Link to home

News from the open internet


How sports could be a global gold mine for streamers and advertisers

A soccer ball sits on a brass globe stand.

Illustration by Robyn Phelps / Getty / The Current

Soccer has never been more popular in the United States. Not just on youth soccer fields across the nation, but also on screens small and large. To take one prime example, England’s Premier League has seen record viewership and there’s little doubt that streaming simulcasts on Peacock is helping build fandom.

The Premier League’s success in the U.S. reflects how some sports, not just soccer, are growing beyond their main markets with the help of streaming. In recent years, CTV set off a global content arms race, with companies investing in programming that could attract viewers around the world.

Now, as sports rights increasingly shift to premium streaming video platforms, and as those platforms focus on advertising, some experts say the global appeal of sports could define the next phase of streaming. Platforms with a global presence can widen the reach of both major and niche sports; engagement with and affinity for sports is high with consumers, which would be a boon for advertisers, according to industry experts who spoke with The Current.

For instance, plenty of advertisers have found success advertising during the World Cup over the years, and not just athletic-related sponsors like Nike or Adidas; Beats by Dre’s 2014 “The Game Before the Game” ad resulted in robust headphone sales growth for the brand. Even luxury brands like Prada got in on the action during last year’s Women’s World Cup, showing how the sport is gaining traction among a wide array of advertisers.

“Sports can drive the interest across territories [for streaming platforms],” says George Pyne, founder and CEO of Bruin Capital. “[And streaming] will enhance the global appeal of different sports, leagues, clubs and athletes.”

In short, sports and streaming are synching up in several ways that could benefit both parties on the global stage. Most recently, for instance, Disney+ acquired the rights to UEFA Europa and Conference Leagues in Denmark and Sweden, building up its sports portfolio.

Regarding that deal, Daniel Harraghy, a senior analyst at Ampere Analysis, wrote in a recent report that the platform could be looking to expand its demographics. The recent Ampere Sport Consumer Survey found that nearly a third of sports fans only care about watching sports, yet this segment of fans was low for Disney+, according to Harraghy.

“As with most sports rights acquisitions from global entertainment streamers up to now, the deal signifies the intent to assess how live sport can play a role in the streaming strategy in years to come,” Harraghy wrote.

Perhaps one of the biggest indicators of the success of sports for a global streaming strategy will be Netflix. It hasn’t yet gone after pricey sports rights for major leagues like some of its rivals. But it did recently land the rights to WWE’s Raw starting next year.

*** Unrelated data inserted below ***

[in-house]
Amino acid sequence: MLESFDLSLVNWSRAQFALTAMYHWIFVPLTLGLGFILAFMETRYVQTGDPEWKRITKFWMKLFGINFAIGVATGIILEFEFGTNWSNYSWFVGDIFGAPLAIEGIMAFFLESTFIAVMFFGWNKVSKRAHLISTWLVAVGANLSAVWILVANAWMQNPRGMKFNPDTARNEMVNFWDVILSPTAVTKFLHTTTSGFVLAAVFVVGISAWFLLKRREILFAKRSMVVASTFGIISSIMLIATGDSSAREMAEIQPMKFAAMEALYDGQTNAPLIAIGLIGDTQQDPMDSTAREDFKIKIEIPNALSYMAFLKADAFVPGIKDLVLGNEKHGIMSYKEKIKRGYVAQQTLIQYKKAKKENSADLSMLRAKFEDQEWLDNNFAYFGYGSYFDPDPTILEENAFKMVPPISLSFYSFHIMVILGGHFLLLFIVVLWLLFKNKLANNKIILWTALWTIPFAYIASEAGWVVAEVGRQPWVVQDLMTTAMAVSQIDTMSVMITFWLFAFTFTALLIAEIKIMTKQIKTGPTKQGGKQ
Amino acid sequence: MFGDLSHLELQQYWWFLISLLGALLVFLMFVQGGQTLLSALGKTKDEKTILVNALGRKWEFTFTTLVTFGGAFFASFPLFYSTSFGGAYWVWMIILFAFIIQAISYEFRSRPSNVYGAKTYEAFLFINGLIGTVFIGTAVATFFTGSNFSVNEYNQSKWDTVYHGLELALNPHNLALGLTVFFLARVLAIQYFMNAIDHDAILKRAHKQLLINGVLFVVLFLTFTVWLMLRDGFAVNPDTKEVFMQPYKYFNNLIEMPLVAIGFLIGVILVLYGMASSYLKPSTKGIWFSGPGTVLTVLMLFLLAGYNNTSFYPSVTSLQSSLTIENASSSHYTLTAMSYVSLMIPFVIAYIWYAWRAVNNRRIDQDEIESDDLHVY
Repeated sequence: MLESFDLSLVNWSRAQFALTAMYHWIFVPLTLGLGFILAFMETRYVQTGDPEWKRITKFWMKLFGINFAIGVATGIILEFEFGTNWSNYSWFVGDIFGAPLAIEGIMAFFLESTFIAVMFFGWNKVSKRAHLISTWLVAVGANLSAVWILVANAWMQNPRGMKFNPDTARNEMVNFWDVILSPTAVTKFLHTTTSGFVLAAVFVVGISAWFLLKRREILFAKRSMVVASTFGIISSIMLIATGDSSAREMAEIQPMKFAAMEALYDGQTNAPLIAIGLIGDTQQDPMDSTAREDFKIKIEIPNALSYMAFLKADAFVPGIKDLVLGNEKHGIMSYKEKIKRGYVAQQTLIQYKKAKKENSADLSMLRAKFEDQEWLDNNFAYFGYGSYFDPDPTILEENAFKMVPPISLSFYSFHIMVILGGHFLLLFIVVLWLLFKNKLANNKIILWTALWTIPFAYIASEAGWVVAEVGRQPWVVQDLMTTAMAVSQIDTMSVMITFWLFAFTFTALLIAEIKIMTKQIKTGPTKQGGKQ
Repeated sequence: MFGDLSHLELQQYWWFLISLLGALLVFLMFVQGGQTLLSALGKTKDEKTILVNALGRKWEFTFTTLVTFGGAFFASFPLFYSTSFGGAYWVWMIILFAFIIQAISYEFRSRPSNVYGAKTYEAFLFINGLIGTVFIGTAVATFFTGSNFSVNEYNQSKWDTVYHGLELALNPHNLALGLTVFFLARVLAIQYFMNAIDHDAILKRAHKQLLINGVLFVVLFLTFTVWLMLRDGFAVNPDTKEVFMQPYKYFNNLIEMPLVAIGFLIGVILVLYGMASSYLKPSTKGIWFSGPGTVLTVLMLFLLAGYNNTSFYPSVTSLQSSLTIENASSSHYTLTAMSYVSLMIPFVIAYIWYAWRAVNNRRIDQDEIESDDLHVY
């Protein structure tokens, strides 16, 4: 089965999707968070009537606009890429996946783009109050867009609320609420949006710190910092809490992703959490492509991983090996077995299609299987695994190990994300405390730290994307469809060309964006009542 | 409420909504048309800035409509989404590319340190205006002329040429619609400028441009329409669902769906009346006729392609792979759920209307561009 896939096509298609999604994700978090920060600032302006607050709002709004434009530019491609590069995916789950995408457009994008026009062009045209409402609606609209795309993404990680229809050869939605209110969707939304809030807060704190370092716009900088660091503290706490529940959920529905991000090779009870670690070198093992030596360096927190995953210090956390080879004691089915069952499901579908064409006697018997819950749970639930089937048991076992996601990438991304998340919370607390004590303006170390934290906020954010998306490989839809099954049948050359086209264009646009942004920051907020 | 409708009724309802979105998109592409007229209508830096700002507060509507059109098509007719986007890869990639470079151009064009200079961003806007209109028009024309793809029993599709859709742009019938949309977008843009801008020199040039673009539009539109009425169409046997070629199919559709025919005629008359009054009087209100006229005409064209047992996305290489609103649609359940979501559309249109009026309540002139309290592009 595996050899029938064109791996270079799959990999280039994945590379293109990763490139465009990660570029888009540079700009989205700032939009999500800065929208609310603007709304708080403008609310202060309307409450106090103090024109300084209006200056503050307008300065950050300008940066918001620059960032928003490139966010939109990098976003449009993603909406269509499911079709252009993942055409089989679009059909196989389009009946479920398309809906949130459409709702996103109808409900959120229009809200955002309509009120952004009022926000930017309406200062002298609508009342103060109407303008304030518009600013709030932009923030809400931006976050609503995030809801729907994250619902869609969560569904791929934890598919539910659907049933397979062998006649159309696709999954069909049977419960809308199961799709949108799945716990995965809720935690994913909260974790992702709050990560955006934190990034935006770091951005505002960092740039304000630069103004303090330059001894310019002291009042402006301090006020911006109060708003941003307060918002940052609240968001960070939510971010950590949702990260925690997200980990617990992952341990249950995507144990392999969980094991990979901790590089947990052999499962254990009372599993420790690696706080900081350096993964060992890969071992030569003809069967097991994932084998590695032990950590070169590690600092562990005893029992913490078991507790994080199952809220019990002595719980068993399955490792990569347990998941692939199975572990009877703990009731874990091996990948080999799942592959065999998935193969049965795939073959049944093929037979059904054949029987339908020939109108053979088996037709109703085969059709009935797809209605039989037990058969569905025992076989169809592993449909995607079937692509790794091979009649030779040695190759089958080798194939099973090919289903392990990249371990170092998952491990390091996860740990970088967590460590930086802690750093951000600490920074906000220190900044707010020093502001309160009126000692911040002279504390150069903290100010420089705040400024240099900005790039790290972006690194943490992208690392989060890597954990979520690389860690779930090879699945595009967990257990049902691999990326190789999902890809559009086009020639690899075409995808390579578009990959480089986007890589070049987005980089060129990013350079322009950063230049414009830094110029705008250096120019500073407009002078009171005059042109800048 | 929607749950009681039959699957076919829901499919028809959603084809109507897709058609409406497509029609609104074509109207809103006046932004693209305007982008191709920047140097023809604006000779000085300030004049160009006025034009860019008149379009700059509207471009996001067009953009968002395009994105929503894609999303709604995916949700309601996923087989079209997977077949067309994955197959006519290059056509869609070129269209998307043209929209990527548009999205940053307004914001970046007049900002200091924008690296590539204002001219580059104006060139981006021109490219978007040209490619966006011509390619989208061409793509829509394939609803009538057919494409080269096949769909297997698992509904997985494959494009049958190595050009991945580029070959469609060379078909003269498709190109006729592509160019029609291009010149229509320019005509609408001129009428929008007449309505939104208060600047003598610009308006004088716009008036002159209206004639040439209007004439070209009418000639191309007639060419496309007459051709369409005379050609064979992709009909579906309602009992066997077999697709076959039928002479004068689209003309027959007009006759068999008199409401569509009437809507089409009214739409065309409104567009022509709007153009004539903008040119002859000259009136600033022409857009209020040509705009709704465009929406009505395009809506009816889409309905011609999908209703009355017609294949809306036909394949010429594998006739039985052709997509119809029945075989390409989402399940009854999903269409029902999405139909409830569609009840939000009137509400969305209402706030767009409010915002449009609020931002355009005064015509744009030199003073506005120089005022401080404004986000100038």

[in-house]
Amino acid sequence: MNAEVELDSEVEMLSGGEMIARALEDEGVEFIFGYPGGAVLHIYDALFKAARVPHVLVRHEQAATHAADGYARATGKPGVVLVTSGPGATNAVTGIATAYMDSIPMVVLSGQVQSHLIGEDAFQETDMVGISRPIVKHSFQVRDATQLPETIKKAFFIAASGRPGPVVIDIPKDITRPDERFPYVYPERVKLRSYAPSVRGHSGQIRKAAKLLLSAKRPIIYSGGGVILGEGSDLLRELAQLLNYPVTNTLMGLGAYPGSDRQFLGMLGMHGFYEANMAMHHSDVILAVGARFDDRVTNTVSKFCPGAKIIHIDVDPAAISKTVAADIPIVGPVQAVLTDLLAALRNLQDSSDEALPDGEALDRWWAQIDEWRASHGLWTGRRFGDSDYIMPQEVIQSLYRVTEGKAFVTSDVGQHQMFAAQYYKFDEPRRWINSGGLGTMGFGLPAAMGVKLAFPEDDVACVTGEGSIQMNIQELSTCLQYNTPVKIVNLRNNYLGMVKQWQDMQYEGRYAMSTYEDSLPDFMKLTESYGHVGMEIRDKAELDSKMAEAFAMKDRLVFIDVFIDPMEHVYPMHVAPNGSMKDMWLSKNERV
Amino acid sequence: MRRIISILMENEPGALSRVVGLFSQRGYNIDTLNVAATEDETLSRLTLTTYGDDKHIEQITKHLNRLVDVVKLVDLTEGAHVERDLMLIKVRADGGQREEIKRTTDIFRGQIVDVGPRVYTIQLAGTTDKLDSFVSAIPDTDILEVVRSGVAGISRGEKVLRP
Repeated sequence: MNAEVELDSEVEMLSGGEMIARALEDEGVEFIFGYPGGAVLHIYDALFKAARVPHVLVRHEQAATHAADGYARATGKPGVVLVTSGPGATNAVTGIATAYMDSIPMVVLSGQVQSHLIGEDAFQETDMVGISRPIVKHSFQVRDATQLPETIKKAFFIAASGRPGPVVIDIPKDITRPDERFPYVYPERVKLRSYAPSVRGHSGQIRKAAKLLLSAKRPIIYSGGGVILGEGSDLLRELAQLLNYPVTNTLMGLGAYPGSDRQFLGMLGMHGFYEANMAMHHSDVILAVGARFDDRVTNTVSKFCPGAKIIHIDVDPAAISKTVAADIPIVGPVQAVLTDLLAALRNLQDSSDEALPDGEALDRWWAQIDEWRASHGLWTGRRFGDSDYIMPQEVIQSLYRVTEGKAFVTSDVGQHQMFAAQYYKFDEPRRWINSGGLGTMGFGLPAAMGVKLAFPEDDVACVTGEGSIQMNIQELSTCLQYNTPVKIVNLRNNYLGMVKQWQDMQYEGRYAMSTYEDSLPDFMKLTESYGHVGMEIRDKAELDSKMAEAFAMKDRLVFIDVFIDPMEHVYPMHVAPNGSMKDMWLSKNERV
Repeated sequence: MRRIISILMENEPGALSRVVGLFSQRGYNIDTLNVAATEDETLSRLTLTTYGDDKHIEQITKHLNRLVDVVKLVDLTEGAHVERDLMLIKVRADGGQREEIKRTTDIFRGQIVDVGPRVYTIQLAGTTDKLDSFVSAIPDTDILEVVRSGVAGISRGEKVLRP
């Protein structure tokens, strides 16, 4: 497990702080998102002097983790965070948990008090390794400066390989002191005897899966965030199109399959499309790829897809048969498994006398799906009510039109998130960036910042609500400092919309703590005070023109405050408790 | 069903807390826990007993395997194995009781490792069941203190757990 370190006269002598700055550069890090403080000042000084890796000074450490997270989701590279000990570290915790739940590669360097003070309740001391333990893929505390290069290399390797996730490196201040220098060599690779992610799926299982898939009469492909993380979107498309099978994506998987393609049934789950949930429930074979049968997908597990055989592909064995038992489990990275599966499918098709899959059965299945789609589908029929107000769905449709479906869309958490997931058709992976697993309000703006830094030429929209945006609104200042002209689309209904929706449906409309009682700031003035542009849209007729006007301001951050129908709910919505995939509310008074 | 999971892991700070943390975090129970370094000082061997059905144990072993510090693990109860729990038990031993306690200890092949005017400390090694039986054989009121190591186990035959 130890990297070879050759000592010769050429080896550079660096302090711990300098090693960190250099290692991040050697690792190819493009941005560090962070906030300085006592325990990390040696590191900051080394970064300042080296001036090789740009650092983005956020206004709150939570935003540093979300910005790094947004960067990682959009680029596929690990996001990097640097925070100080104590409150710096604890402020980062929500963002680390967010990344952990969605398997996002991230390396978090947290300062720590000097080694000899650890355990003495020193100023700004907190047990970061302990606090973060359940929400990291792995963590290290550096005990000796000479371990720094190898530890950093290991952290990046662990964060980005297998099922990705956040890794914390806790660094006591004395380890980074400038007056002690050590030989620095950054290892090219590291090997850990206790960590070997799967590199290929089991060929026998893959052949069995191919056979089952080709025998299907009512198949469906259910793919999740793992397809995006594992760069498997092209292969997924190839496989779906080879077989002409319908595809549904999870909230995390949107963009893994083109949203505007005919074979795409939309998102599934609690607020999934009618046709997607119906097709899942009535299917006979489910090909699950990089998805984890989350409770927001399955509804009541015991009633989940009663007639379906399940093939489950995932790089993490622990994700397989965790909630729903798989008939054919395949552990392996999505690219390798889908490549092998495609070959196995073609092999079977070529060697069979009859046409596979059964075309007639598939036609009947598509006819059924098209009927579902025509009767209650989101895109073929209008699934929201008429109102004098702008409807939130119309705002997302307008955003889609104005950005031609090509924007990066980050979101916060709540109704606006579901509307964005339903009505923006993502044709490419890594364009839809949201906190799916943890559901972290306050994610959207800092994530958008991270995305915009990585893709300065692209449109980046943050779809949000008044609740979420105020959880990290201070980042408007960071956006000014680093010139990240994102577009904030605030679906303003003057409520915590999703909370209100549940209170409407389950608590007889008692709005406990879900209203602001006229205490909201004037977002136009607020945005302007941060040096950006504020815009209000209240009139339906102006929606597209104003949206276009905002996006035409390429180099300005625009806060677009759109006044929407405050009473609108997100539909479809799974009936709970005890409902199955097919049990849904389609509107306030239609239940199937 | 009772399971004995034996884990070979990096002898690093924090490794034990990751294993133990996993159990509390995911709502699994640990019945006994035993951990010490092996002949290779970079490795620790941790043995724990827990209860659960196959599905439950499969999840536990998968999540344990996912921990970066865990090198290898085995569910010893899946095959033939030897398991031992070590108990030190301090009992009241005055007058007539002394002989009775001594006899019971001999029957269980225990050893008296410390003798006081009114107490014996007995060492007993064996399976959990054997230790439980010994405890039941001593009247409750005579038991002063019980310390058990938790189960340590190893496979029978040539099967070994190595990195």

“Netflix users are 13% more likely than the average sports fan to follow wrestling, so it seems like there’s a natural synergy there,” says GWI Trends Manager Matt Smith.

With over 260 million subscribers worldwide, the streamer has the largest global presence of any major streaming platform. Pyne believes the company will go after more sports content and rights, largely because of its burgeoning advertising business.

“What Netflix will find is that nothing engages consumers the way that sports does; sports aggregates large audiences of people in a way that nothing else does,” he says. “As they continue to explore the advertising model, I think sports will become more and more valuable to them. I think they’ll go towards more traditional sports at some point and advertising will be an inflection point that pushes them across the line.”

For streamers building an advertising business, not just Netflix, sports content seems like an obvious programming goal. According to Smith, four in five consumers now prefer to watch professional sports online.

Streamers with a global presence might find it prudent to look at the sports that are gaining traction around the world. For instance, basketball is quickly growing in popularity in Germany, with 33% year-over-year growth in interest, according to Smith, followed by Japan at 22%. The Premier League’s popularity in South Korea has grown 16% in that time.

The NFL is also growing its appeal internationally. For instance, engagement with the league in the U.K. was up 21% from 2022 to 2023, according to GWI, which surveys consumers online each quarter in dozens of global markets.

In the U.S., Pyne says to keep an eye on soccer — and not just because of the Premier League. He notes that the U.S., along with Canada and Mexico, will host the World Cup in 2026.

Major League Soccer’s VP of Brand Marketing previously told The Current Podcast that he’s already preparing for the day after the event ends: “I think that’s really the incredible opportunity for us to seize because [of] that kind of World Cup fever that everybody’s going to catch,” he said.

A GWI survey last year found that the most-watched sports around the world — based on a survey of 18 markets — were soccer, basketball, volleyball, tennis and swimming. And yes, 68% of respondents said they watch these sports on TV or online, as opposed to in person. It suggests that more niche sports could also be popular for streamers.

“There’s no limit for more immature sports [on streaming],” Pyne says, also noting less traditional sports like surfing. “There’s a whole bunch that don’t justify a linear television experience today. Streaming can let those sports reach consumers in a way they never could before.”